Then spring bulb-catalogues began to arrive, but, in spite of them, Mr. Gravell was worried by Jemmy’s increasing duskiness; and he and Kit at last got him shipped off to L’Espinasse, the French specialist, who dealt in his kind of trouble. Mr. Gravell went with him to the South of France, where the specialist wintered, and saw him bedded down for the treatment. Thence he botanised along the heathy Italian foreshore, branched north to Nancy, where the best lilacs are bred, and so home by bulbous Holland. Altogether five weeks’ refreshing holiday. On return he found a good deal of accumulated correspondence for Jem to attend to; but, since the boy was away, he opened one letter all by himself. It was from the same local body as had written about Angelique and her misdeeds. It informed Mr. Gravell that certain trees on his property overhung the main road to an extent constituting a nuisance of which ratepayers had complained, and which he was called upon to abate within a given time. Failing this, the local body would themselves abate the said nuisance, charging him with the cost of the labour involved. It had been posted two days after he had left England.

Mr. Gravell went to look.

For twenty yards along the main road, the mangled and lopped timber laid the dell open to passing cars and charabancs. Nor was that all. Under the trees ran a low sandstone wall, which time had hidden beneath laurel and rhododendron. In dropping on to, hauling over, or stacking behind it, the limbs that were cut, the rhododendrons had been badly torn, and lengths of wall had collapsed. A raw track showed where people had already entered the dell to pick primroses. A gardener came up to him.

‘They never told me,’ the man said. ‘If they’d said a word, I could have tipped back they few branches they fussed about, and ’twould have been done. But they said naught to nobody. They done it all in one day like, and that Major Kniveat ’e came down the road and told ’em what was to be done, like. They didn’t know nothing. So they did it as ’e told ’em. They’ve fair savaged it—them and Jefferies.’

‘So I see,’ said Mr. Gravell. Then he wrote to the Company’s lawyer, Sir Harry Birtle, his lifelong friend.

The answer ran:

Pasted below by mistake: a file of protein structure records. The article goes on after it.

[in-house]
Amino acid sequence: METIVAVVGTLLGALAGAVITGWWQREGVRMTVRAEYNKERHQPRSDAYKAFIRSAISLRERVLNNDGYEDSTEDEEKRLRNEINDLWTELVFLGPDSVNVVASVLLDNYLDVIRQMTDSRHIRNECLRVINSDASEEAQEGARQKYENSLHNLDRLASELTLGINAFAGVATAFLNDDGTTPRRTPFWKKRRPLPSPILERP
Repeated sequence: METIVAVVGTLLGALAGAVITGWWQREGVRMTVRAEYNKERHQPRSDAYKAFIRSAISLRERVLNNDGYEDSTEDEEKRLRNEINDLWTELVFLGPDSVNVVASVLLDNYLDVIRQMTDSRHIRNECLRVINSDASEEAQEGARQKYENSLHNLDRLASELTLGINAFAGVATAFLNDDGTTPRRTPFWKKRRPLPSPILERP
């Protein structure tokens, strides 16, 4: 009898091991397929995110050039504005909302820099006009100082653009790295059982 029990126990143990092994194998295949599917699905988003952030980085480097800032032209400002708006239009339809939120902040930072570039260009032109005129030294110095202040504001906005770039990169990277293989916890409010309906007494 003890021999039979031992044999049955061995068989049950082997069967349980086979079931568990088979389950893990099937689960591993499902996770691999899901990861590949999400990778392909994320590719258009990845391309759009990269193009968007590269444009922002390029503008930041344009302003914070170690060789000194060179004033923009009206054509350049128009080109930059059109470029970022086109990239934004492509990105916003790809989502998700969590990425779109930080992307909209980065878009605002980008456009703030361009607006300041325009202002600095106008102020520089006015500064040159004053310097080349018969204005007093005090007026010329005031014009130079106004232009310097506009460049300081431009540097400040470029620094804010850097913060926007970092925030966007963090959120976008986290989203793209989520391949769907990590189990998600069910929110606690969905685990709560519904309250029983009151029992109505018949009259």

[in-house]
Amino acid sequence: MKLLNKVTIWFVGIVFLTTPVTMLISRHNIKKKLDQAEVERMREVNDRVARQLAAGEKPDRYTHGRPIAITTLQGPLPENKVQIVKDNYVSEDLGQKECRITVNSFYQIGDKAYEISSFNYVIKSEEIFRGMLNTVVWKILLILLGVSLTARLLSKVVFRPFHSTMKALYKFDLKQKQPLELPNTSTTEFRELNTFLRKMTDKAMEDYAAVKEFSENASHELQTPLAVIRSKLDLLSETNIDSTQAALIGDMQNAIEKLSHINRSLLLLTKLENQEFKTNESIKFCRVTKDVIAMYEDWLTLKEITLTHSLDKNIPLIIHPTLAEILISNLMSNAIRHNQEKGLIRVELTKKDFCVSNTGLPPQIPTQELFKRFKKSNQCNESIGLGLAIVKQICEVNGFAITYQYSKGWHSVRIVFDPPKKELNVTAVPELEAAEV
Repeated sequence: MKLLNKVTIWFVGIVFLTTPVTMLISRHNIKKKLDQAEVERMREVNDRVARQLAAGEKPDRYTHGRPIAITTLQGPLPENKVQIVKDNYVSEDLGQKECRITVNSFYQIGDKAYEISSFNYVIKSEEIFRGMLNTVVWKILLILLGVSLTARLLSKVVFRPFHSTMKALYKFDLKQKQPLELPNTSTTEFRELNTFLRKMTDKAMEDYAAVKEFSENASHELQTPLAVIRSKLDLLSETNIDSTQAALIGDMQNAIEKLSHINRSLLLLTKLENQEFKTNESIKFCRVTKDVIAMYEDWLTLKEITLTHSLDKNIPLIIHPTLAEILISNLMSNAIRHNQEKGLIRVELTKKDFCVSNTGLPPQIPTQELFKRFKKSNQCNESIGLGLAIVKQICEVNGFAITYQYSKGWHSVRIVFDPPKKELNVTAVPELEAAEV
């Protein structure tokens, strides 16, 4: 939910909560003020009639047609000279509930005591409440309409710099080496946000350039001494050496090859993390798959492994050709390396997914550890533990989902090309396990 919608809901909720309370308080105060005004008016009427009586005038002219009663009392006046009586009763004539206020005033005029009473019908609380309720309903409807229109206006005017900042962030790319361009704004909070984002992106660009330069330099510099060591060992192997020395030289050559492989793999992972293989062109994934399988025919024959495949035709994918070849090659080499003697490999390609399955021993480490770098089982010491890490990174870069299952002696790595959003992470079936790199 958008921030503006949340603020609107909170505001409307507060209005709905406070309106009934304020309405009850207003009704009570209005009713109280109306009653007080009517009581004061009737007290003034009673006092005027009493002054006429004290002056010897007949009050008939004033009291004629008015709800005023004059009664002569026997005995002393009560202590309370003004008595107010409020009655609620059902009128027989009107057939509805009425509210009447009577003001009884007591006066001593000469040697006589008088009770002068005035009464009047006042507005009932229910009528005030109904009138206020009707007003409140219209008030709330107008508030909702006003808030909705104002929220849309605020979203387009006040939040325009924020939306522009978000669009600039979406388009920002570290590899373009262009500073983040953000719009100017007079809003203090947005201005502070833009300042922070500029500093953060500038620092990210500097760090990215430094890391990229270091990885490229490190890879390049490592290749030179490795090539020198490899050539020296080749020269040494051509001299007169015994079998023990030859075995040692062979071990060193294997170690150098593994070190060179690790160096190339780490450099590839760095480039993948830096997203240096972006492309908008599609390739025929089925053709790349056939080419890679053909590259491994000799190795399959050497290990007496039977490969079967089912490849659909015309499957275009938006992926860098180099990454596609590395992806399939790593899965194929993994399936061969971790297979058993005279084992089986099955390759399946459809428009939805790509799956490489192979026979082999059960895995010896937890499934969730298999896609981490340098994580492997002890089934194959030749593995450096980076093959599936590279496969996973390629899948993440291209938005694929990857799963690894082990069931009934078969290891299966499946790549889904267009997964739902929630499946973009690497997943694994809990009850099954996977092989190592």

‘DEAR WALTER,—I also live in Arcadia. My advice to you is not to make trouble with local authorities. They will regret that their employees have exceeded their instructions, and that will be all. This Major Kniveat of yours, not being on any public body, has no locus standi. I know the type. We have one with us. If you insist, of course, my firm will give you a losing run for your money; but you had much better come up and dine with me, and I’ll tell you pretty stories of this kind. Love to your Jem, who writes my Kit that he is bleaching out properly in France.

‘Ever as ever, HARRY.’

This was, on the whole, a relief, for, after sending the letter, Mr. Gravell saw that the weight of the campaign would fall on his son when he came back and could attend to rebuilding the wall.

So he ordered his own meals, took his car when he wanted it, instead of waiting till Jemmy should be free, and went up to the London Office of the Works with the padded arm-rest down, which was never the case when his Jemmy came along.

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On his return he would visit the head of the dell before people were about, and discharge the contents of carefully stoppered phials into the traps of some two-inch land-drains, which had been laid down to carry off surplus water. These followed the contours of the slopes, and all met at the bottom of the hollow. By April he began to think that the grasses there were responding to the stimulus of the liquids that purred off softly into heavy gas, as he freed them down the traps. It cheered him, for it showed that, despite lack of early training, he was in the way to become such a scientist as his own wonderful Jemmy.

By early summer, when azaleas and such are worth picking, motor-traffic had increased on all roads, and the high, commanding charabancs were much interested by the sight of Mr. Gravell’s dell. Their drivers pulled up by the broken wall, which the publican at the White Hart, a little further up the road, recommended as a good pitch between drinks. So people used it more and more for picnics and pleasure, and after a Southern Counties Private Tour had removed as a trophy the pitiful little ‘Trespassers will be Prosecuted,’ which was Mr. Gravell’s one protest, the gaps in the wall widened by feet in a week; the rhododendron clumps shrank like water drops on a hot iron, and the dell became dotted with coloured streamers, burst balloons, tins, corks, food-bags, old paper, tyre-wrappers, bottles—intact or broken—rags of the foulest, cigarette-cartons, and copious filth. But Mr. Gravell’s traps were on the upper levels, and, as has been said, he attended to them before rush hours. He very rarely went down into what had now become a rubbish-heap; for he was a fastidious man.

About that time, two children at the White Hart, who sold little bunches of flowers to trippers, developed an eruption which puzzled Dr. Frole, the local practitioner. He had never before seen orange and greenish-copper blotches on the healthy young. But, as these faded entirely in a week or so, he wrote it down ‘errors of diet,’ and said there was no need to close the schools.